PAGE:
Of particular interest in these reactions are the ratios (molar ratio) of initiator to monomer, initiator to reactive site on trunk polymer, and monomer to reactive site on trunk polymer. The ratio (molar ratio) of the initiator to the monomer may be 1/99 to 50/50, for example 2/98 to 20/80. The ratio (molar ratio) of the initiator to the reactive site on trunk polymer may be 1/99 to 50/50, for example 2/98 to 20/80. The ratio (molar ratio) of the monomer to the reactive site on trunk polymer may be 1/99 to 95/5, for example 2/98 to 50/50.

Preparation of Soil Resistant Composition:

The graft copolymer, prepared as described above, is dispersed in water or an aqueous phase containing mainly water, in an amount of from 1% to 50% by weight of total using low-shear mechanical mixing. Other agents, such as but not limited to buffers, film forming agents, foaming agents, blocking agents, cross linkers, salts, biological control agents, retaining agents, blooming agents, stabilizers, water-soluble polymers and/or binders may be further added to the soil resistant composition. The soil resistant composition thus prepared is stable and may be stored for use as described in further detail below.

The soil resistant composition may further contain a solvent or organic solvent or water-soluble organic solvent at up to 50 parts of the total soil resistant composition. Specific examples of the water-soluble organic solvent used for this purpose are acetone, ethylene glycol monoethyl ether acetate, ethylene glycol monoethyl ether, ethylene glycol monomethyl ether, ethylene glycol monobutyl ether, propylene glycol monomethyl ether, propylene glycol monomethyl ether acetate, dipropylene glycol monomethyl ether, tripropylene glycol monomethyl ether, propylene glycol butyl ether, propylene glycol dibutyl ether, ethyl-3-ethoxy propionate, 3-methoxy-3-methyl-1-butanol, 2-tert-butoxy ethanol, isopropyl alcohol, n-butyl alcohol, isobutyl alcohol, ethyl alcohol, ethylene glycol, propylene glycol, dipropylene glycol or triproylene glycol. At least two types of the water-soluble organic solvent can be also used in combination.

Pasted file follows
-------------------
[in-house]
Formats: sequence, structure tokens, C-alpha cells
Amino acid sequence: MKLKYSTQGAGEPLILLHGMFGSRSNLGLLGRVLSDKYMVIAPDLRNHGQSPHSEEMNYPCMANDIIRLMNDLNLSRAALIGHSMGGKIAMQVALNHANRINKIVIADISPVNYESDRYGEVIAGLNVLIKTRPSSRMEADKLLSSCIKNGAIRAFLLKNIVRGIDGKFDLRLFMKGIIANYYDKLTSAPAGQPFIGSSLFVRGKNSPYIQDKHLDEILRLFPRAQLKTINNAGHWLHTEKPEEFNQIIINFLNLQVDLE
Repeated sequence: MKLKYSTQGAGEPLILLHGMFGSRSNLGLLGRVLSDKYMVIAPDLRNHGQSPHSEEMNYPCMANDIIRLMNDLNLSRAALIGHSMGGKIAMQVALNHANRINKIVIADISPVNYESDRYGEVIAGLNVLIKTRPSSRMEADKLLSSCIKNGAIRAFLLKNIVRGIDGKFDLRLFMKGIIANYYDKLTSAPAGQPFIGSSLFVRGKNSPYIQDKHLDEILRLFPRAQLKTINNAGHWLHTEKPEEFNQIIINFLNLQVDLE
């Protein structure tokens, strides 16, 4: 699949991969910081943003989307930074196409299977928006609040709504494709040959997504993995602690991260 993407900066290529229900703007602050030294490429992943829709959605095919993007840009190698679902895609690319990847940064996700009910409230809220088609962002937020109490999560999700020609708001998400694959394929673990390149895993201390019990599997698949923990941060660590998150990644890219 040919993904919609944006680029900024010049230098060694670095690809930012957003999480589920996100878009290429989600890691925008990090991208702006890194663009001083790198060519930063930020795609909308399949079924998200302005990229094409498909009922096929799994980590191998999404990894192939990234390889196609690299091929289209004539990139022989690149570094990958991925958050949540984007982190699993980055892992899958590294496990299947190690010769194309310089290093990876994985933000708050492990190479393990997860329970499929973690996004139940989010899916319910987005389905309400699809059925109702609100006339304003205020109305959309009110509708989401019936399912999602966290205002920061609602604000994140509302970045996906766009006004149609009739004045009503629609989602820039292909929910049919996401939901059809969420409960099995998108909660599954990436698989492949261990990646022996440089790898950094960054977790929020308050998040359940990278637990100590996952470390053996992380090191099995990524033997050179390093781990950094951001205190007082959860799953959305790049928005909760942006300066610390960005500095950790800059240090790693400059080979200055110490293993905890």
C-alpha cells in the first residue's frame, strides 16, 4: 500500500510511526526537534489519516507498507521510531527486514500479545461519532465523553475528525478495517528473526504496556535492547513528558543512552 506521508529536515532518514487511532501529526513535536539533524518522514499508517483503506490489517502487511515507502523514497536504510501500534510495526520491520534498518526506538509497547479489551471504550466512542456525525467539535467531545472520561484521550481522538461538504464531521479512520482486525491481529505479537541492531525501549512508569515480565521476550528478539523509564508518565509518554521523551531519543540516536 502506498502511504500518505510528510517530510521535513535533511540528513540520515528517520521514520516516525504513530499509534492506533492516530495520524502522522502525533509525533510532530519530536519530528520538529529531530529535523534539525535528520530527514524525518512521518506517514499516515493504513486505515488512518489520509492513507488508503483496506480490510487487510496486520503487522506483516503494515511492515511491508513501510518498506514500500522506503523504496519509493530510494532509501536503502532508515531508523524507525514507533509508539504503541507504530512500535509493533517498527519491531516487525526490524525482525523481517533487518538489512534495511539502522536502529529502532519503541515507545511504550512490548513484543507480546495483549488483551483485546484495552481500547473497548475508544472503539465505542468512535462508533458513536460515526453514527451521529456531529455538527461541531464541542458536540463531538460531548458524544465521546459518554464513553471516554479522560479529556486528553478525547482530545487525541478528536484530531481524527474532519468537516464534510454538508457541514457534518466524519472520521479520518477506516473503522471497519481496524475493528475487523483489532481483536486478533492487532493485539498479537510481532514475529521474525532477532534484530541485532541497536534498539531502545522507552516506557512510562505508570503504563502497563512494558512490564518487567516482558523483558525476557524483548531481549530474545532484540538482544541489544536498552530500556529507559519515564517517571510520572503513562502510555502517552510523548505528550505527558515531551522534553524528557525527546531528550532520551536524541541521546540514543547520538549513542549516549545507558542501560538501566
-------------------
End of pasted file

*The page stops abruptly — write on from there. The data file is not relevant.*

The soil resistant composition may further contain a surfactant having nonionic, anionic, cationic, and/or amphoteric character in an amount of from 0.1 to 10 wt % of the total composition. The surfactant used for dispersing the polymer may be a cationic emulsifier, an anionic emulsifier, an amphoteric emulsifier or a nonionic emulsifier. General chemical categories of the surfactant used for this purpose include, but are not limited to ethoxylated alcohols, alkyl phenols, ethoxylated fatty acids, ethoxylated fatty alcohols, ethoxylated fatty amines, ethoxylated glycerides, sorbitan esters, ethoxylated sorbitan esters, esters, phosphate esters, glycerin esters, block polymers, propoxylates, alkanol amides, amine oxides, alkyl amine oxides, lanolin derivatives, hydroxysulfobetaines, amine amides, and ethoxylated propoxylated ethers for nonionics, fatty acid salts, sulfates, sulfonates, phosphates, ether carboxylates, naphthalene sulfonates, formaldehyde condensates, and carboxylates for anionics, and alkyl amine salts and quaternary ammonium salts for cationics, and alkyl betaines, alanines, imidazolinium betaines, amide betaines, acetic acid betaines, and amine oxides for amphoterics.

Specific examples of the nonionic emulsifier include a condensation product of ethylene oxide with hexadecanol, n-alkanol, sec-alkanol, t-alkanol, oleic acid, alkane(C12-C16)thiol, sorbitan monofatty acid (C7-C19) or alkyl(C12-C18)amine and the like, and glycol, alkyl glycol ether, diglycol alkyl ether, ketones and esters.

Specific examples of the anionic emulsifier include sodium alkyl(C12-C18) sulfate, alkane(C12-C18) hydroxysulfonic acids and alkene derivative sodium salts, poly(oxy-1,2-ethanediyl), alpha-sulfo-omega-(9-octadecenyloxy)-ammonium salt and the like.